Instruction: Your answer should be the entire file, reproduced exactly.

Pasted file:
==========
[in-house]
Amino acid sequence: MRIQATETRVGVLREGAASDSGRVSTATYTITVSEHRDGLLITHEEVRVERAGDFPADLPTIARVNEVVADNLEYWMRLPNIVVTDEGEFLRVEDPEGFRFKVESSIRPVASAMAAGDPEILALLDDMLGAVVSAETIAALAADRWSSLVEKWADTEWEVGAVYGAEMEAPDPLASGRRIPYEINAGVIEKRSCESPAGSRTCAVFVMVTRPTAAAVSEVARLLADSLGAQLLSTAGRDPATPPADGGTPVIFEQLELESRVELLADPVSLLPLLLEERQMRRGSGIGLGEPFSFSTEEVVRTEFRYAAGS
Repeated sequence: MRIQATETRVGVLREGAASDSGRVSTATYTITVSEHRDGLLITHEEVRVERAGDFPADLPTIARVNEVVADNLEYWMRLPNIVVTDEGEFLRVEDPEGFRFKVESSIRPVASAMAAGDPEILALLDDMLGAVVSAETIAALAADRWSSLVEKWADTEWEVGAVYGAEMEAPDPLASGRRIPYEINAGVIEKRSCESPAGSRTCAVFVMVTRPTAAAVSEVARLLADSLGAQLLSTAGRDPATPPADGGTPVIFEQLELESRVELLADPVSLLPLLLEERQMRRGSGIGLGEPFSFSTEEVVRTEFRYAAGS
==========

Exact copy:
[in-house]
Amino acid sequence: MRIQATETRVGVLREGAASDSGRVSTATYTITVSEHRDGLLITHEEVRVERAGDFPADLPTIARVNEVVADNLEYWMRLPNIVVTDEGEFLRVEDPEGFRFKVESSIRPVASAMAAGDPEILALLDDMLGAVVSAETIAALAADRWSSLVEKWADTEWEVGAVYGAEMEAPDPLASGRRIPYEINAGVIEKRSCESPAGSRTCAVFVMVTRPTAAAVSEVARLLADSLGAQLLSTAGRDPATPPADGGTPVIFEQLELESRVELLADPVSLLPLLLEERQMRRGSGIGLGEPFSFSTEEVVRTEFRYAAGS
Repeated sequence: MRIQATETRVGVLREGAASDSGRVSTATYTITVSEHRDGLLITHEEVRVERAGDFPADLPTIARVNEVVADNLEYWMRLPNIVVTDEGEFLRVEDPEGFRFKVESSIRPVASAMAAGDPEILALLDDMLGAVVSAETIAALAADRWSSLVEKWADTEWEVGAVYGAEMEAPDPLASGRRIPYEINAGVIEKRSCESPAGSRTCAVFVMVTRPTAAAVSEVARLLADSLGAQLLSTAGRDPATPPADGGTPVIFEQLELESRVELLADPVSLLPLLLEERQMRRGSGIGLGEPFSFSTEEVVRTEFRYAAGS